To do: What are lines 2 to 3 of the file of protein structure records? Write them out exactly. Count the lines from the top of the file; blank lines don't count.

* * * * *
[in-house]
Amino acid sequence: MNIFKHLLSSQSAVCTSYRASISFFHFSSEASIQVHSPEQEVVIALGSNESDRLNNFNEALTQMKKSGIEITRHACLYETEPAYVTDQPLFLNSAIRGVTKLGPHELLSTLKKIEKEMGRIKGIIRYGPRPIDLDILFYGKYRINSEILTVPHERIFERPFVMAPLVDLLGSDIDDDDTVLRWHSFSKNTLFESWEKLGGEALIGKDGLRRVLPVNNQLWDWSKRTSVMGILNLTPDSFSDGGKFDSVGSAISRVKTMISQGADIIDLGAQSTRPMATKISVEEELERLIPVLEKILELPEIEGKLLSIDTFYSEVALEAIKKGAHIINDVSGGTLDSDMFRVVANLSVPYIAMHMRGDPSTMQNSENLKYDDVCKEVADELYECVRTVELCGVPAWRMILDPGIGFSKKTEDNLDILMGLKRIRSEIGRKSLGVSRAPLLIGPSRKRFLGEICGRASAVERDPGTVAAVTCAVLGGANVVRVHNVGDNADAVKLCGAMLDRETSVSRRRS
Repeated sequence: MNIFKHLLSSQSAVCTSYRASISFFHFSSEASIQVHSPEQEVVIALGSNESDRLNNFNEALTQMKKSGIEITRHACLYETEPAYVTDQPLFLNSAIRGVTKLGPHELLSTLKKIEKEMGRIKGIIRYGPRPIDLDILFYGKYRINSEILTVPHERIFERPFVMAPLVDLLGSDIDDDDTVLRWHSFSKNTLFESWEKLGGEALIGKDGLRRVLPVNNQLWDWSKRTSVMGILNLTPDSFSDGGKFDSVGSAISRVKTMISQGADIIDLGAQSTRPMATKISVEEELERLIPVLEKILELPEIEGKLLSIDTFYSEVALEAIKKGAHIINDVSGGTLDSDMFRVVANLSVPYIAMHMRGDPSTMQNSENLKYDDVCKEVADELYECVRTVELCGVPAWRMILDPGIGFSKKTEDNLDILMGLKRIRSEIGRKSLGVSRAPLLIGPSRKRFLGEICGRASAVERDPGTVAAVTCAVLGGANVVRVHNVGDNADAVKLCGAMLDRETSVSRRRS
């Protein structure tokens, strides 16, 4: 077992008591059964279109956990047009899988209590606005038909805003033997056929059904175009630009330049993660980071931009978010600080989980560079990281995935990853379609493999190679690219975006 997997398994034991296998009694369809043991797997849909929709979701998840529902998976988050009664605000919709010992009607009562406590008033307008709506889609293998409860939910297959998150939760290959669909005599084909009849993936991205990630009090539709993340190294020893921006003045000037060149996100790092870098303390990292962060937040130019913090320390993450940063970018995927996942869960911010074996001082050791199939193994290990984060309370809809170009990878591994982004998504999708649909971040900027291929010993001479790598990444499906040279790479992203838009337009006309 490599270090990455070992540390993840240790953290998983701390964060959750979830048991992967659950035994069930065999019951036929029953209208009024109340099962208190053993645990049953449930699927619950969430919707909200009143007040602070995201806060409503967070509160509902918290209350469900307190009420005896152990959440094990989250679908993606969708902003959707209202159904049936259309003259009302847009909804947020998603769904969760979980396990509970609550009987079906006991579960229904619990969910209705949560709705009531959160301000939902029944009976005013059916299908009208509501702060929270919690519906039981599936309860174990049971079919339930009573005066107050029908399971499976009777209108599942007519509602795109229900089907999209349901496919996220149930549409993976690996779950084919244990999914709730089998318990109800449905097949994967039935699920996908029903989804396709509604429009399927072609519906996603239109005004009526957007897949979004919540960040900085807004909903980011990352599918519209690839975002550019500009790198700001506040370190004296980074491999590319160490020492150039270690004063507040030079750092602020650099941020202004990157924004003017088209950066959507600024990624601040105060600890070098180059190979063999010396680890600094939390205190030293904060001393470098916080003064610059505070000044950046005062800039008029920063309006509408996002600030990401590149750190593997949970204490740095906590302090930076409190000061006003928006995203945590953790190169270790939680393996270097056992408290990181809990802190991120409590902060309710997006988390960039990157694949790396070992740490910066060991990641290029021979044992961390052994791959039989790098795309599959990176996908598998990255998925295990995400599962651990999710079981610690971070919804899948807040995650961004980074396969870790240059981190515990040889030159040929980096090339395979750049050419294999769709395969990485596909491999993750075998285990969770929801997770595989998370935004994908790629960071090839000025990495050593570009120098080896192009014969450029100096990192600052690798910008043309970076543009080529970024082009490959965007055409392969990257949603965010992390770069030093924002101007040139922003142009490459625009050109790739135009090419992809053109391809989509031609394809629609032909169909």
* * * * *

Amino acid sequence: MNIFKHLLSSQSAVCTSYRASISFFHFSSEASIQVHSPEQEVVIALGSNESDRLNNFNEALTQMKKSGIEITRHACLYETEPAYVTDQPLFLNSAIRGVTKLGPHELLSTLKKIEKEMGRIKGIIRYGPRPIDLDILFYGKYRINSEILTVPHERIFERPFVMAPLVDLLGSDIDDDDTVLRWHSFSKNTLFESWEKLGGEALIGKDGLRRVLPVNNQLWDWSKRTSVMGILNLTPDSFSDGGKFDSVGSAISRVKTMISQGADIIDLGAQSTRPMATKISVEEELERLIPVLEKILELPEIEGKLLSIDTFYSEVALEAIKKGAHIINDVSGGTLDSDMFRVVANLSVPYIAMHMRGDPSTMQNSENLKYDDVCKEVADELYECVRTVELCGVPAWRMILDPGIGFSKKTEDNLDILMGLKRIRSEIGRKSLGVSRAPLLIGPSRKRFLGEICGRASAVERDPGTVAAVTCAVLGGANVVRVHNVGDNADAVKLCGAMLDRETSVSRRRS
Repeated sequence: MNIFKHLLSSQSAVCTSYRASISFFHFSSEASIQVHSPEQEVVIALGSNESDRLNNFNEALTQMKKSGIEITRHACLYETEPAYVTDQPLFLNSAIRGVTKLGPHELLSTLKKIEKEMGRIKGIIRYGPRPIDLDILFYGKYRINSEILTVPHERIFERPFVMAPLVDLLGSDIDDDDTVLRWHSFSKNTLFESWEKLGGEALIGKDGLRRVLPVNNQLWDWSKRTSVMGILNLTPDSFSDGGKFDSVGSAISRVKTMISQGADIIDLGAQSTRPMATKISVEEELERLIPVLEKILELPEIEGKLLSIDTFYSEVALEAIKKGAHIINDVSGGTLDSDMFRVVANLSVPYIAMHMRGDPSTMQNSENLKYDDVCKEVADELYECVRTVELCGVPAWRMILDPGIGFSKKTEDNLDILMGLKRIRSEIGRKSLGVSRAPLLIGPSRKRFLGEICGRASAVERDPGTVAAVTCAVLGGANVVRVHNVGDNADAVKLCGAMLDRETSVSRRRS